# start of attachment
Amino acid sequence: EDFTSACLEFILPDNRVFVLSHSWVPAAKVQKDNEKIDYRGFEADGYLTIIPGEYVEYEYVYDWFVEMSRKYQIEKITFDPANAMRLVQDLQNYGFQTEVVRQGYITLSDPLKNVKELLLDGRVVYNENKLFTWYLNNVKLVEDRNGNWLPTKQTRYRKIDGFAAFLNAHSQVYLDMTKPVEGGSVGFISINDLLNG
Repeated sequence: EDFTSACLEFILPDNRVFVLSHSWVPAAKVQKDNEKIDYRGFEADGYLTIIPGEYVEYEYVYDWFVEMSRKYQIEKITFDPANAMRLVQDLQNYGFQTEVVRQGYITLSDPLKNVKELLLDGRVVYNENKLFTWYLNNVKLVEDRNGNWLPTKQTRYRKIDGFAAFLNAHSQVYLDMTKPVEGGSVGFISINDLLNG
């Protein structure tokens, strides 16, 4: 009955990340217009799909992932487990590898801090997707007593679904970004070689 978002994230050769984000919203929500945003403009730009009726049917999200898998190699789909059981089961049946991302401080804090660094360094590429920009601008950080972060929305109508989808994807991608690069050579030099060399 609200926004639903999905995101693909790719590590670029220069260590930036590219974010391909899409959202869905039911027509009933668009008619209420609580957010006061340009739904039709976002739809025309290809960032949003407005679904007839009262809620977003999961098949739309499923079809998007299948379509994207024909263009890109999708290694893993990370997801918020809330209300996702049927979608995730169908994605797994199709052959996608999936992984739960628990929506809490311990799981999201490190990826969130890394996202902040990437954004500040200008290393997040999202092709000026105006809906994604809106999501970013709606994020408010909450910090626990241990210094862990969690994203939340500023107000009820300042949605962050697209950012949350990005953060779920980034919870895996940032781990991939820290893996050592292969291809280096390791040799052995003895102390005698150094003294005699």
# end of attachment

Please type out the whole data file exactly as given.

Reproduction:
Amino acid sequence: EDFTSACLEFILPDNRVFVLSHSWVPAAKVQKDNEKIDYRGFEADGYLTIIPGEYVEYEYVYDWFVEMSRKYQIEKITFDPANAMRLVQDLQNYGFQTEVVRQGYITLSDPLKNVKELLLDGRVVYNENKLFTWYLNNVKLVEDRNGNWLPTKQTRYRKIDGFAAFLNAHSQVYLDMTKPVEGGSVGFISINDLLNG
Repeated sequence: EDFTSACLEFILPDNRVFVLSHSWVPAAKVQKDNEKIDYRGFEADGYLTIIPGEYVEYEYVYDWFVEMSRKYQIEKITFDPANAMRLVQDLQNYGFQTEVVRQGYITLSDPLKNVKELLLDGRVVYNENKLFTWYLNNVKLVEDRNGNWLPTKQTRYRKIDGFAAFLNAHSQVYLDMTKPVEGGSVGFISINDLLNG
């Protein structure tokens, strides 16, 4: 009955990340217009799909992932487990590898801090997707007593679904970004070689 978002994230050769984000919203929500945003403009730009009726049917999200898998190699789909059981089961049946991302401080804090660094360094590429920009601008950080972060929305109508989808994807991608690069050579030099060399 609200926004639903999905995101693909790719590590670029220069260590930036590219974010391909899409959202869905039911027509009933668009008619209420609580957010006061340009739904039709976002739809025309290809960032949003407005679904007839009262809620977003999961098949739309499923079809998007299948379509994207024909263009890109999708290694893993990370997801918020809330209300996702049927979608995730169908994605797994199709052959996608999936992984739960628990929506809490311990799981999201490190990826969130890394996202902040990437954004500040200008290393997040999202092709000026105006809906994604809106999501970013709606994020408010909450910090626990241990210094862990969690994203939340500023107000009820300042949605962050697209950012949350990005953060779920980034919870895996940032781990991939820290893996050592292969291809280096390791040799052995003895102390005698150094003294005699």